Lab 3 In-Class: Using Objects and Methods
Log onto the Linux system, open emacs, Firefox, and an xterm window.
In Firefox, go to the home page for this class and open up this lab.
In an xterm,
go to your labs directory for this course and create a lab3
subdirectory for today's work. Change into that subdirectory.
Using the String Class - Exercise #1
The file StringManip.java contains a partially
completed program to manipulate strings. You will complete the program
by adding statements that invoke methods in the String class.
Your program will be similar to the example on page 120 of the text
(in fact it uses a string from that example) and those in pre-lab.
Save the program to your directory, open
it in emacs and do the following:
- Study the program to see what is already there.
- Follow the comments to add statements to complete the
program (the comments indicating things you are to do start with
*** - there are 8 of them).
- Compile and run the program. Test it on several ending
phrases (for example the ending phrase in your book's program is
except from vending machines).
Using the String Class - Exercise #2
One part of a compiler's job in translating a program is to parse the
program - that is, it must read the program and break it up into its
key parts (often called tokens). In this exercise you will complete a
program that takes as input a Java declaration/initialization
(which is a String) and breaks it up into its three main components:
the type, variable name, and value. For example, if the user types
in the following declaration/initialization:
double price = 34.56;
The program should produce output as follows:
Variable Type: double
Variable Name: price
Initial Value: 34.56
The program will use methods from the String class to determine the
parts of the string. Clearly the type, variable name, and the
initial value of the variable are all substrings of the original
statement so the substring method will be very important. However,
the substring method needs to have some information about where (the
indices) to break the string up. For that, the indexOf method is
very useful. The following is the signature for the method.
int indexOf(String str)
Returns the index within this string of the first occurrence of the
specified substring (str).
For example, suppose we have the following:
String title = "Java Software Solutions";
Then, title.indexOf("Soft") would be 5, the index of the beginning
of the string "Soft" in the title. Similarly, title.indexOf("v") would
be 2, the index of the first occurrence of the letter v.
We can use the
indexOf method to find the locations of the
characters that separate the parts of the declaration/initialization.
For example, if we know the index of the first blank space we can extract
the substring for the type (that would tell us the index of the blank space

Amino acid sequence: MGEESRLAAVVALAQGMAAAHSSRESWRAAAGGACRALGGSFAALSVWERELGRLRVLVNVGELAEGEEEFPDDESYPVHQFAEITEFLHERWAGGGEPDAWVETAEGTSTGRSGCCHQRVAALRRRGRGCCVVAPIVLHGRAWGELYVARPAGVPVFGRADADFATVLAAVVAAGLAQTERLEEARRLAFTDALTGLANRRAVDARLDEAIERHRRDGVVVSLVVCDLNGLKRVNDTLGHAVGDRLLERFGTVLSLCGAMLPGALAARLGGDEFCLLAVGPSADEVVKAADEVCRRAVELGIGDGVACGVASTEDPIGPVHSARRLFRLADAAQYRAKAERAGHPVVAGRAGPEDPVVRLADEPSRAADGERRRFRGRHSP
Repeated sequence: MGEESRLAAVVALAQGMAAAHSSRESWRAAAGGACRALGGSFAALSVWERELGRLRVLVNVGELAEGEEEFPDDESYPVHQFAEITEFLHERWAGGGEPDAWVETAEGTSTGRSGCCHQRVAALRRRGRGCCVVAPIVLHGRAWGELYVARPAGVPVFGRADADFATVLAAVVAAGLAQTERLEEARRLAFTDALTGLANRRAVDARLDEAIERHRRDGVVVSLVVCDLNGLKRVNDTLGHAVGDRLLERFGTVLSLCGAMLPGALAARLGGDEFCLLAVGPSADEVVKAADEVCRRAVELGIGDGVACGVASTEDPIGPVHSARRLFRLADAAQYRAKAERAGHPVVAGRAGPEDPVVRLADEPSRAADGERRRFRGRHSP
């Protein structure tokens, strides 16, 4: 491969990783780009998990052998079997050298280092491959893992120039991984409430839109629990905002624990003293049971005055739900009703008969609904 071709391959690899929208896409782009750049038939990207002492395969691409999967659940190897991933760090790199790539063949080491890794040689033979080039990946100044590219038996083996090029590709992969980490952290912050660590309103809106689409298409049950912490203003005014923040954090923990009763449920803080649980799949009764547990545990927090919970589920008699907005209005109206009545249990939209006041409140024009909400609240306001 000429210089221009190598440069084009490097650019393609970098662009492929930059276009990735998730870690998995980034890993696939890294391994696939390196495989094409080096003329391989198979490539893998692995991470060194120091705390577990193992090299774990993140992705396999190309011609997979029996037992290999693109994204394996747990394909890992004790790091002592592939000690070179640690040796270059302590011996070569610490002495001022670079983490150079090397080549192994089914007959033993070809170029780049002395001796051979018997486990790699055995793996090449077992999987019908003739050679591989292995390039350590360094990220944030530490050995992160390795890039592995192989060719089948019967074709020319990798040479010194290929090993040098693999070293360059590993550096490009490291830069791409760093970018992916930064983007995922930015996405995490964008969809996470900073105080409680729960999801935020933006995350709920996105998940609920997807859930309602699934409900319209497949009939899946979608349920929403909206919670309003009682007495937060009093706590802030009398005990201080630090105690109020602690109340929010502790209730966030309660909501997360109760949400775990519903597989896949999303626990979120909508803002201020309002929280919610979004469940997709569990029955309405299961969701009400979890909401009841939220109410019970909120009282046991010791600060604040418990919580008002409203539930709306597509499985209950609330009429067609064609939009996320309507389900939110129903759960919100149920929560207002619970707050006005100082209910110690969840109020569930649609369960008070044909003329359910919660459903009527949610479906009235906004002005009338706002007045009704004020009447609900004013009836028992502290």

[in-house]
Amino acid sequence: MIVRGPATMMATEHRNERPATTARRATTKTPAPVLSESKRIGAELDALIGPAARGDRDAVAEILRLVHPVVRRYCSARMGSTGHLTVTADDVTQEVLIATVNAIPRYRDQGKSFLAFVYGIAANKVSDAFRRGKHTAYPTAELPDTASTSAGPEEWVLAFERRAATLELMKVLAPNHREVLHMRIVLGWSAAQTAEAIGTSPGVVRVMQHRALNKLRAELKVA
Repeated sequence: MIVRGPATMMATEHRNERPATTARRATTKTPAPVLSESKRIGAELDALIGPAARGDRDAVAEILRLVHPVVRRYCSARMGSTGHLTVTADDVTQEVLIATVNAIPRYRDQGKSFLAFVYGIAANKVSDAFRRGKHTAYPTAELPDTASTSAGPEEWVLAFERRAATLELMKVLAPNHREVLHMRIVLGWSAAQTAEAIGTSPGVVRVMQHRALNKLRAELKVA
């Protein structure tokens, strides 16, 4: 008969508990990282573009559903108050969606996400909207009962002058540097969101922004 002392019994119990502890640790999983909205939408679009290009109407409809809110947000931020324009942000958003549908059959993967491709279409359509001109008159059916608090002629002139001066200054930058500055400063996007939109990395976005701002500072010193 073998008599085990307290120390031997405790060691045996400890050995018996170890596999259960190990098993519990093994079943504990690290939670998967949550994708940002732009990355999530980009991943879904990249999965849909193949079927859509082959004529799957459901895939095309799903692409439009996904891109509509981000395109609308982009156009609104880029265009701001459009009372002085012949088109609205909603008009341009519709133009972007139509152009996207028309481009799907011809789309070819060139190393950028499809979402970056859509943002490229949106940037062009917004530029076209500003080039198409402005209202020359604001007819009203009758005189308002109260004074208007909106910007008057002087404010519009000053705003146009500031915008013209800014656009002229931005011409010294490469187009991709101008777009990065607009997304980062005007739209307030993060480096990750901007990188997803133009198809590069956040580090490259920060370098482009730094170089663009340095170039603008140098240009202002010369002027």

that marks the end of the type and we know the index of the beginning of the
Download the file DeclarationParse.java,
open it in emacs, and complete the program using the comments as a guide.
Be sure to test the program on several different declaration/initializations.
Using the Math Class
In this exercise you will complete a program that computes two
different distances. The first is the distance
between two points in an ordinary coordinate system; the
second is the horizontal distance that a projectile (such as a ball)
will go when launched (thrown) at a given angle with a given initial
velocity. The file Distance.java contains an
incomplete program. Complete it as follows.
- First add code to compute the distance between two points. Recall
that the distance between the two points (x1, y1) and (x2, y2) is
computed by taking the square root of the quantity (x1 - x2)2 +
(y1 - y2)2. The program already has code to get the
two points as input. You need to add an assignment statement to
compute the distance and then a print statement that prints out
the points and the distance.
Test your program using the following data: The distance between
the points (3, 17) and (8, 10) is 8.6023... (lots more digits printed);
the distance between (-33, 49) and (-9, -15) is 68.352....
- Now add the code to compute the second distance - the distance a
projectile will travel given the initial velocity and the angle. The
variables and constants are already declared. The formula for
the distance traveled (range) is
range = sin(2*angle) * velocity2 / g
where g is the gravitational constant (which is about 32.174 feet/sec/sec
in English units) and the angle is measured in radians.
You need to:
- Add code to prompt the user to enter the initial velocity (in feet/sec)
and the angle (in degrees) the projectile will be thrown, then